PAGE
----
Saturday, January 19, 2013

Flooring for a Coop Apartment

Hello, I've been wanting to share my little flooring episode with you for awhile now but I am seriously in the panic-driven packing mode. As you see on the left side of the page, I've had to close my shop (temporarily!) because all my Yardwork items are packed and ready to move to Brooklyn. I'm exhausted but will catch you up on a little history and thought process around one of the more difficult decisions I needed to make about my new apartment.

You may remember this photo showing the "ceramic stage" of a kitchen floor that I so much wanted to change. Along with that, I knew that I would need to do a lot of touch-up/repair type work on the wood parquet floor that runs throughout the rest of the apartment. Except for the bathroom, of course. Would love to change the bathroom floor as soon as possible, but that may end up being a few years down the road. Anyway, once the previous owners moved out, I could see that the parquet needed more than just a touch-up. It was in very bad shape. This type of parquet floor is very very common around New York City and was in just about every single apartment in Brooklyn that I looked at. So I decided that, if I was going to go to the expense and trouble to remove it, I wanted to replace it with something more unique. So, I began doing a lot of flooring research (i.e. fantasizing).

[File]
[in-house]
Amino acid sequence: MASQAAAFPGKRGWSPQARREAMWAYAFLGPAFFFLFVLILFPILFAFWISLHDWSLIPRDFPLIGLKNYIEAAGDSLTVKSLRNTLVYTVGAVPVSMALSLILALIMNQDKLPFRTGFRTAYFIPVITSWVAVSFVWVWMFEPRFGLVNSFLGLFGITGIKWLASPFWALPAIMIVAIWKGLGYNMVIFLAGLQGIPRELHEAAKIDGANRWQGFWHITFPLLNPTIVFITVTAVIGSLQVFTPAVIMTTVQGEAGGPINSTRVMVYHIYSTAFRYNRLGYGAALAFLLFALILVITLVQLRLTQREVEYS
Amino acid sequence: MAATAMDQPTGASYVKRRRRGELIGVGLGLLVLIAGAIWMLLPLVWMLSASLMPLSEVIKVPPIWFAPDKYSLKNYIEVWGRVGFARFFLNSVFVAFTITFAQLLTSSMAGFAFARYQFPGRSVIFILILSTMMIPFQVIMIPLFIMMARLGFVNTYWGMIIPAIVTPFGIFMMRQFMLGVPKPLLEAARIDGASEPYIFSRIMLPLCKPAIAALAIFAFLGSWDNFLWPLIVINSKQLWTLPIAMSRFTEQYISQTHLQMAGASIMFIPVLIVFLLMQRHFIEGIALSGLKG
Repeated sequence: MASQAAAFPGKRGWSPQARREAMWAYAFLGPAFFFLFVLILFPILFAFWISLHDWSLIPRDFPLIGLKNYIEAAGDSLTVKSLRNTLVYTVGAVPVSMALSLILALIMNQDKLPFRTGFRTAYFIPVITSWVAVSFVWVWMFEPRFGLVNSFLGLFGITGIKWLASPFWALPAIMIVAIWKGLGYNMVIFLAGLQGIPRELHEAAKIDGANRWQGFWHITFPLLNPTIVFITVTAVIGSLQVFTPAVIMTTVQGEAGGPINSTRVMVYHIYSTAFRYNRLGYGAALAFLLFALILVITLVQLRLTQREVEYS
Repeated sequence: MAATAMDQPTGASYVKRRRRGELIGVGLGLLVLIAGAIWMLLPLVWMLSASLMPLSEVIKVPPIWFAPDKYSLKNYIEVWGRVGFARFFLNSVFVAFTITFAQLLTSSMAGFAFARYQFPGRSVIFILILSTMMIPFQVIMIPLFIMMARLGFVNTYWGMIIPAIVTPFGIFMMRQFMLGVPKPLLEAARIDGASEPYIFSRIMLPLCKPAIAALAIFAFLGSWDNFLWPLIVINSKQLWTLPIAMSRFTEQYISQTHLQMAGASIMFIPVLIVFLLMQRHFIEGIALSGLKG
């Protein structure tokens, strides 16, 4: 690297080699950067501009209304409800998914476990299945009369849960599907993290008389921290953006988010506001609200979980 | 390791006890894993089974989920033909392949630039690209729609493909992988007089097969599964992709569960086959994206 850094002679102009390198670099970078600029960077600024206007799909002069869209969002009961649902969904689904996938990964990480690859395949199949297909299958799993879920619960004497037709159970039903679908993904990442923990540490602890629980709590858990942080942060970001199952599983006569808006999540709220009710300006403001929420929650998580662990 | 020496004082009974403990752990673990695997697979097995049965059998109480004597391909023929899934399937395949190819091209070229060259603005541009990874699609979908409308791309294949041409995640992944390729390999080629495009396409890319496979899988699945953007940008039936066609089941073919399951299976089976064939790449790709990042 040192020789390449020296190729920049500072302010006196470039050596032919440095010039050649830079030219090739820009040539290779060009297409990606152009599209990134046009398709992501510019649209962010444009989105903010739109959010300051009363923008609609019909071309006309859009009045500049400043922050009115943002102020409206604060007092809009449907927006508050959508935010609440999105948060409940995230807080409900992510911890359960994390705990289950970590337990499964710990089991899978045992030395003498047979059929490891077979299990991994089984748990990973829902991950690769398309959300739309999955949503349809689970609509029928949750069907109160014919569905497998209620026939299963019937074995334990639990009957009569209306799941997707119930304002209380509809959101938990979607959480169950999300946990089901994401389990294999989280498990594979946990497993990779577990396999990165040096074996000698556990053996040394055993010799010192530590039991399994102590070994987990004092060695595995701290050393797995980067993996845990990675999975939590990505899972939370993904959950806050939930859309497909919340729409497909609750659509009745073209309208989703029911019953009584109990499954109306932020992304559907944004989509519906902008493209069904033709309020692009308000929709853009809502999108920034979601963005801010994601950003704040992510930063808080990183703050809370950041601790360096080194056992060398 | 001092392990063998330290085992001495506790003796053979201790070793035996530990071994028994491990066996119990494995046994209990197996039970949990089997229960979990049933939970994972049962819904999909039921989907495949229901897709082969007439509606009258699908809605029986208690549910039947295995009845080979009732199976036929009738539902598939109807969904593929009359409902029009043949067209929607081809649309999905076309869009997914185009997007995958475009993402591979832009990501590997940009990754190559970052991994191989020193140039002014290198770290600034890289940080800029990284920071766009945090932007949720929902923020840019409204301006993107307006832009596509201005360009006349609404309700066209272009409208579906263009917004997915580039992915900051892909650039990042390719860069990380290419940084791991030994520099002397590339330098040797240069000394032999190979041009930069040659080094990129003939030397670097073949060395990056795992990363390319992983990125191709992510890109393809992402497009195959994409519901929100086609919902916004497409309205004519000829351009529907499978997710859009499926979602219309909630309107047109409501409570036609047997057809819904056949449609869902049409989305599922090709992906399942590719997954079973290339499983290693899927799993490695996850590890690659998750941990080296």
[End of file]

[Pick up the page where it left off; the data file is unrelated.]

I really didn't see my apartment as being a slick, contemporary space. Call me crazy, but I was thinking it could be pushed in a Spanish Revival style direction, like this beautiful interior I found at Remodelista. Actually even a little less contemporary than the photo above.  I realize my ceiling beams are not wood as they should be for this style, but the lines are the same. Simple straight lines without any detailed molding. Just the plain strip of wood on the wall right above the floor. So what I needed was an older wood floor.